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Willem Dafoe on acting, Cimino and dubbing

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Willem Dafoe met the audience of Lucca Film Festival e Europa Cinema 2017 in a friendly conversation at the Teatro del Giglio, conducted by Gianluca Pulsoni and Emanuele Vietina. The actor answered to all of the audience questions, starting from his early theater years, his cinematic debut (when he was fired) with Michael Cimino, from his way of collaborating with Schrader to the “dubbing” theme.

Between Theatre and Cinema

“Cinema is about “catching” a performance, in theatre is about making it live every night. Obviously, another great difference is the rhythm: in theatre, you are in charge of your rhythms, in a movie, is the editor who is in charge.”

Dafoe started acting really young, in 1972, when he was just 17 years old. After the firsts year in the avant-garde theater company “Theatre x” he was chosen by Michael Cimino for Gates of heaven, about that he says

“On Michael Cimino i can say that he fired me because i laughed at a joke during the light setting. Until that moment, i was really liking it!”

A career in which the Wisconsin native has seen directors, genres and method of films creation change. It is interesting to report a statement about the digital revolution:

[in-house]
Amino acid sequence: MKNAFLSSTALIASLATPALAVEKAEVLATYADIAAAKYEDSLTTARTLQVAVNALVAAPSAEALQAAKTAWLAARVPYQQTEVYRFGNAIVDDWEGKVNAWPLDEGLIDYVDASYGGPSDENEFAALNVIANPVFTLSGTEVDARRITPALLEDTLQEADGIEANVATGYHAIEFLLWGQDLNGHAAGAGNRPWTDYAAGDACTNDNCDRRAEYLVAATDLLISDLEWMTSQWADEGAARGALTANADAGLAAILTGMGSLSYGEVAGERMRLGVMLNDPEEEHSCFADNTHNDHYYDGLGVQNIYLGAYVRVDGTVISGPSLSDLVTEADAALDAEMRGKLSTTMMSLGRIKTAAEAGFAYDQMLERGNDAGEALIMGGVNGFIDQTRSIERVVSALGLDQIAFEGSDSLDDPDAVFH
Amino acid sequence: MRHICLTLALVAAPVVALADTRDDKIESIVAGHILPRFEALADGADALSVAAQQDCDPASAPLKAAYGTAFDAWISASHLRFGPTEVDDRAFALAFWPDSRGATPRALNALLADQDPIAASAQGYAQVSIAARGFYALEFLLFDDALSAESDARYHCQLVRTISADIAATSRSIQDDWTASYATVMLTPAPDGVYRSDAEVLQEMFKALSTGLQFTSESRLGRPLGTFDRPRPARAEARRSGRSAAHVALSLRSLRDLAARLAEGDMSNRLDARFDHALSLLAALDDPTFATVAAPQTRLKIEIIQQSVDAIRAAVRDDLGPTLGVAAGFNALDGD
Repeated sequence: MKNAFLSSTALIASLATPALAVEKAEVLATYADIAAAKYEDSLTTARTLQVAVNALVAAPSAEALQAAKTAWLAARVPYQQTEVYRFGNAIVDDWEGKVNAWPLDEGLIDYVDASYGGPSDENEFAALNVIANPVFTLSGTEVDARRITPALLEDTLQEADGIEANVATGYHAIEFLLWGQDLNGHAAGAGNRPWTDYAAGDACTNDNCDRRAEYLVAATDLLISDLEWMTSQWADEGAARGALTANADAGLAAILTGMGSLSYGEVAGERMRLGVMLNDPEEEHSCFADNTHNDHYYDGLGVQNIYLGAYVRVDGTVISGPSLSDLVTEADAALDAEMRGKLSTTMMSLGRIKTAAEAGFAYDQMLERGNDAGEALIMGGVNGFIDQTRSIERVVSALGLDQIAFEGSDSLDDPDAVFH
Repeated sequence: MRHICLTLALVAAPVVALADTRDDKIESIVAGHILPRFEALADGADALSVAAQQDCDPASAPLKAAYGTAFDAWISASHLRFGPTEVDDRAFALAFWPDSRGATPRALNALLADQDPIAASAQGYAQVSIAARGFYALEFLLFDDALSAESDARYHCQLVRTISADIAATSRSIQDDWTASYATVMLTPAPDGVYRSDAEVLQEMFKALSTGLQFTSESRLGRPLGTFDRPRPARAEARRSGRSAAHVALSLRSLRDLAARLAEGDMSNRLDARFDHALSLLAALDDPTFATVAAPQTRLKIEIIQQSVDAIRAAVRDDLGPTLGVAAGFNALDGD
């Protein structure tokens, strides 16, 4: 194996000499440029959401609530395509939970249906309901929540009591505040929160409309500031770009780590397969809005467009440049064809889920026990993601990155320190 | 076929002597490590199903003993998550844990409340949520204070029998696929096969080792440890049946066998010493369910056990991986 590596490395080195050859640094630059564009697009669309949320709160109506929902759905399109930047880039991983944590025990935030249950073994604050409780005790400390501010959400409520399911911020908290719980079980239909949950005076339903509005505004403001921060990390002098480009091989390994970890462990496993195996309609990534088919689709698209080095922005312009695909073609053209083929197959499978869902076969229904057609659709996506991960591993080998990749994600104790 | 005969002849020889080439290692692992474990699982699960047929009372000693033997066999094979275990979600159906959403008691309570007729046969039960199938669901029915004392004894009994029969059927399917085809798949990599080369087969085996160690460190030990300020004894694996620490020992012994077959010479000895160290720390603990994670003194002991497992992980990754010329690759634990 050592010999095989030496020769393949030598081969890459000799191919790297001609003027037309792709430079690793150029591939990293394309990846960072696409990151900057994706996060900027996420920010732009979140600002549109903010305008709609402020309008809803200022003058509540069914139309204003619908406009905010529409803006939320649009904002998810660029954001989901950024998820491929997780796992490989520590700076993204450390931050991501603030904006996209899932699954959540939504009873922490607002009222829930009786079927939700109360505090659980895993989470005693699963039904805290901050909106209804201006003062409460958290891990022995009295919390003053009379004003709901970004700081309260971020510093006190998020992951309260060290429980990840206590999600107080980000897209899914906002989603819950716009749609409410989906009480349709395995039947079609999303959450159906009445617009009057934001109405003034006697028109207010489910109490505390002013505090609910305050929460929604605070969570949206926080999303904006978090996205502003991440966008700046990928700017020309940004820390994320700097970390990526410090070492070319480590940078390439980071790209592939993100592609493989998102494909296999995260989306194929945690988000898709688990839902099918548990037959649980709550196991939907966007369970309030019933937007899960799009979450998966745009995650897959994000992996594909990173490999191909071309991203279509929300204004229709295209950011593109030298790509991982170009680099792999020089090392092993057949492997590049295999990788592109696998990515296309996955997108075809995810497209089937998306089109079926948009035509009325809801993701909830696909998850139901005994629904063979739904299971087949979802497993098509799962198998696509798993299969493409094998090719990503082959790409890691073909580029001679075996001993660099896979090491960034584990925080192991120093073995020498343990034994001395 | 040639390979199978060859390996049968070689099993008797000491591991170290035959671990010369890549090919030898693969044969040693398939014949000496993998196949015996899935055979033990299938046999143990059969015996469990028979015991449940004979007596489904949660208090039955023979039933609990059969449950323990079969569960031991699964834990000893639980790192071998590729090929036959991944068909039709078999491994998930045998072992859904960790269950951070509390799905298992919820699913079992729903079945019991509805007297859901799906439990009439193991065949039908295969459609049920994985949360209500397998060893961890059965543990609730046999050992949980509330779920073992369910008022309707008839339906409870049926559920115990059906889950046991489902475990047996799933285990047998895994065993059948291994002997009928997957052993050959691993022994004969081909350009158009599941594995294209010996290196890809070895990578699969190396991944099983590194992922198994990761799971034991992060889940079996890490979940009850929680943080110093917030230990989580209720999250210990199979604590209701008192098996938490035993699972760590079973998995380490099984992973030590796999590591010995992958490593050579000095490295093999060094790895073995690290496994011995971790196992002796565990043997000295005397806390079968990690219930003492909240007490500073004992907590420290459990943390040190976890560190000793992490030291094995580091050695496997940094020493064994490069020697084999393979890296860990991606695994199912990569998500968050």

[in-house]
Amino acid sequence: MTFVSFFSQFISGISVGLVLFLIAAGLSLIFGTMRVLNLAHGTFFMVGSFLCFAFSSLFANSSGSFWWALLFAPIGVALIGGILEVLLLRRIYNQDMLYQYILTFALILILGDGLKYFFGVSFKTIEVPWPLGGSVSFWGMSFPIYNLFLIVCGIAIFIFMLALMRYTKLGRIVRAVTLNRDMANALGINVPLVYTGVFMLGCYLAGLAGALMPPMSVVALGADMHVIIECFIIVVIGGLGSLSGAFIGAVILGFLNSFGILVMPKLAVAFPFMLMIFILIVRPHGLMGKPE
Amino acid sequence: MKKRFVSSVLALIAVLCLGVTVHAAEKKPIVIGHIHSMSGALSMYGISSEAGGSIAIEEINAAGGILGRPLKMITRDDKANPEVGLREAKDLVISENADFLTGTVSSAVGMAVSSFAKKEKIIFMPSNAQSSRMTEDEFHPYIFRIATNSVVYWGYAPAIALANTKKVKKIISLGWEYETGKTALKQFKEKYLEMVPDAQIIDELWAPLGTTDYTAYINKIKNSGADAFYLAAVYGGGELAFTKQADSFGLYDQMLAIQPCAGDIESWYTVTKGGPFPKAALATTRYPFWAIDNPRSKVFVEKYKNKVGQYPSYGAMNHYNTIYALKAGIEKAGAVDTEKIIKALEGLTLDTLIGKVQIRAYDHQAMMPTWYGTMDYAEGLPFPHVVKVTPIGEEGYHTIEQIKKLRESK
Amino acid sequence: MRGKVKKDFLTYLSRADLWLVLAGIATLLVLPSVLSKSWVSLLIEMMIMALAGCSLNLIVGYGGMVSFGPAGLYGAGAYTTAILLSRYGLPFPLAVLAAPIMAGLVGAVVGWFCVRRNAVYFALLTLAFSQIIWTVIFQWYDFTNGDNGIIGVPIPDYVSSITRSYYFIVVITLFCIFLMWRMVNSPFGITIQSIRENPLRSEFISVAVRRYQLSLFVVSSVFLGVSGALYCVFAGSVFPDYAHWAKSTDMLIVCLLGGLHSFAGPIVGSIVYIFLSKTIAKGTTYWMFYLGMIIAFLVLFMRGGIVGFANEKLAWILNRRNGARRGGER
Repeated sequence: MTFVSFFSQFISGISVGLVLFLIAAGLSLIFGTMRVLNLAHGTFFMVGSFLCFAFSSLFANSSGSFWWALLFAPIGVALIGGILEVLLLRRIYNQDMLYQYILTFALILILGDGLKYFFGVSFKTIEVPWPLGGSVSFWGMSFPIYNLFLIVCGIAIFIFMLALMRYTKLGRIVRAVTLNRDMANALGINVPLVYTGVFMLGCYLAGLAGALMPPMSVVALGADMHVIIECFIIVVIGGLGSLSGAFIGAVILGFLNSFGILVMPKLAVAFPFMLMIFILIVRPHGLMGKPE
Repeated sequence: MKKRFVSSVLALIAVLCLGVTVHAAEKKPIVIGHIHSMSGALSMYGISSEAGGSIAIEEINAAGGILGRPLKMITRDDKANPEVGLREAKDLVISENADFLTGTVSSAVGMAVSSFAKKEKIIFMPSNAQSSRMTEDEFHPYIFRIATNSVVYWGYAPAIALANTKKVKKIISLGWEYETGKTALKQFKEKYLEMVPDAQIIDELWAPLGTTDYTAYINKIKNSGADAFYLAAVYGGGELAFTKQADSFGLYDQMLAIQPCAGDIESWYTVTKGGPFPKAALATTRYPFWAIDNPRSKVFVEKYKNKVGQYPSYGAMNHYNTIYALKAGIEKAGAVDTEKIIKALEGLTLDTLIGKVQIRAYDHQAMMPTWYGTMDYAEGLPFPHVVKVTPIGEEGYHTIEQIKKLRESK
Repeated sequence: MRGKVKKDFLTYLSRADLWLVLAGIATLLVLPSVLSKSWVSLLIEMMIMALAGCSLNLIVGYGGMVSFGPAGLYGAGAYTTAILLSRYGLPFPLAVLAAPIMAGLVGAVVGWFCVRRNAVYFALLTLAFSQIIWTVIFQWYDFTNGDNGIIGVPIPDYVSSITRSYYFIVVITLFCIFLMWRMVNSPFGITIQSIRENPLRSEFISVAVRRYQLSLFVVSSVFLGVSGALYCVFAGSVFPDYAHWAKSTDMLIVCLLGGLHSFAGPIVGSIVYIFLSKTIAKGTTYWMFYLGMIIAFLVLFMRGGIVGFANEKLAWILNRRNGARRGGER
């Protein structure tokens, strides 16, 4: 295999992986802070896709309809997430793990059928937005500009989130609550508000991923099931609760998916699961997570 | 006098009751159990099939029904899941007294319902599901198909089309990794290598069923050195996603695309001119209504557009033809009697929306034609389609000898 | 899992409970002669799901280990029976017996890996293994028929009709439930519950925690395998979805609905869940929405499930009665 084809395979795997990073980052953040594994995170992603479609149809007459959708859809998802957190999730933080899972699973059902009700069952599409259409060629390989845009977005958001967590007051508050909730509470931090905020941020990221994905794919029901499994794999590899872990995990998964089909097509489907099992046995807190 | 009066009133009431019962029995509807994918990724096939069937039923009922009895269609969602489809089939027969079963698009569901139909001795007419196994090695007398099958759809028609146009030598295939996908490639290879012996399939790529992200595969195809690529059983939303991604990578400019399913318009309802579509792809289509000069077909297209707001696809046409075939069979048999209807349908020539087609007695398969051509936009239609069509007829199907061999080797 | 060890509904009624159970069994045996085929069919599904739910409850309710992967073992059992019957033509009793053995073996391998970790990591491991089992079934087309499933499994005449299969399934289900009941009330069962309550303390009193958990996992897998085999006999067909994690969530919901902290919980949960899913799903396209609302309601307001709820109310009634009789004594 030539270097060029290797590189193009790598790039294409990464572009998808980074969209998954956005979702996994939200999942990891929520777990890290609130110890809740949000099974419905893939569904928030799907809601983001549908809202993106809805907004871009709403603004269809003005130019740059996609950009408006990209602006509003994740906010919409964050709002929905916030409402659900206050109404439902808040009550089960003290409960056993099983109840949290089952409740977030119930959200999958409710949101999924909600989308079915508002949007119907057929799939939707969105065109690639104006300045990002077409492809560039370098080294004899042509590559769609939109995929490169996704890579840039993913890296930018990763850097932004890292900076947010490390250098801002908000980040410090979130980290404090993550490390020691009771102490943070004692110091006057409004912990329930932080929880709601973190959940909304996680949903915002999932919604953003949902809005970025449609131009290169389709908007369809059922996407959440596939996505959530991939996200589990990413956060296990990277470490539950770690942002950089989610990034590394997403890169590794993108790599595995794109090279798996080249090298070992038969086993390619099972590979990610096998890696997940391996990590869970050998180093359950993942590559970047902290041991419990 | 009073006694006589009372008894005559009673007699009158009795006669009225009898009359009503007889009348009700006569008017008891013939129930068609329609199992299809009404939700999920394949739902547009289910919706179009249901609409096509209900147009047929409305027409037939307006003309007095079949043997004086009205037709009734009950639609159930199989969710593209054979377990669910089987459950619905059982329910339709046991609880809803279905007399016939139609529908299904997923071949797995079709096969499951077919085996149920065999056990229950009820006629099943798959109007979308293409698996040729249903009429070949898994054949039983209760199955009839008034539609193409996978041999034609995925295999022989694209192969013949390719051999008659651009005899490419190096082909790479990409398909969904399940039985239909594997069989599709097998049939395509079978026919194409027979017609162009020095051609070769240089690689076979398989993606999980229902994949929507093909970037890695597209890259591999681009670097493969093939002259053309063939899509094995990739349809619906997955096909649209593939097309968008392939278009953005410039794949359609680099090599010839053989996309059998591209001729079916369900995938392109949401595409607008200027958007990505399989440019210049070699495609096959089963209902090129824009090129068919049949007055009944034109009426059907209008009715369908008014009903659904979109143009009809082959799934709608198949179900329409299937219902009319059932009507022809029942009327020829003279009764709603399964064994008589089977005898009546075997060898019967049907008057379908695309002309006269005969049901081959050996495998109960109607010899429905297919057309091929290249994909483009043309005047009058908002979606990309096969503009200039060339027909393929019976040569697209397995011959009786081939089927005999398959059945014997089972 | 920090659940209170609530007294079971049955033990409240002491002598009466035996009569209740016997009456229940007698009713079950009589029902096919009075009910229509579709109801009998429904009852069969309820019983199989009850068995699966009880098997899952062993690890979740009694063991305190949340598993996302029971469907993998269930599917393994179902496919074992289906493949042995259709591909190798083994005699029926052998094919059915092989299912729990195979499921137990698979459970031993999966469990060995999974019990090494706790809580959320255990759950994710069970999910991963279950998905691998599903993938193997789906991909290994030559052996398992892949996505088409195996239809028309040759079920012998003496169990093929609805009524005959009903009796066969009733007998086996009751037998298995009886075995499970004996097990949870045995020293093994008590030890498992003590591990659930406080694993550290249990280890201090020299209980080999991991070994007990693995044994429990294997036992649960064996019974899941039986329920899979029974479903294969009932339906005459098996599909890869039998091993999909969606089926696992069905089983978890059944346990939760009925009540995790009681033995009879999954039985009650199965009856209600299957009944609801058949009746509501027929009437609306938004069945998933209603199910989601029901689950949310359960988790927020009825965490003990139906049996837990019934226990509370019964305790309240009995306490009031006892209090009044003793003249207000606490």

“Filming digitally allows the actors to be more relaxed; the research is not that aggressive. You can take your time because you’re not stressed about the film you’re wasting.”

Scorsese and Schrader

There is a bound between Scorsese and Schrader. They contributed to each other success, the first has written Taxi driver and the second has directed it. Dafoe had the chance to work with both of them, as he told to the audience:

“Paul Schrader is very formal in his approach, i worked several times with him and we never spoke. It was a relief when he came and said “I’m not a guy that talks a lot, but you’re doing a great job”. What a relief!”

With Raging bull director, indeed, Dafoe took part in one of the most scandalous movies of the ‘900.

“The last temptation of Christ was revolutionary. When you play a guy called “Jesus” you don’t want to be a stereotype and in the same time being too far from the collective imaginary”

Dafoe on Dubbing

As he received from the audience a question about his experience as a dubber in cartoons, he said that that kind of work is

“Like a tennis game; you give and take.”

He eventually gave a quick comment about the italian traditions of dubbing movies:

“As i heard the word “dubber” i had the creeps. I think about your tradition of dubbing the movies. I know you’re all proud of it, but you should really stop doing that.”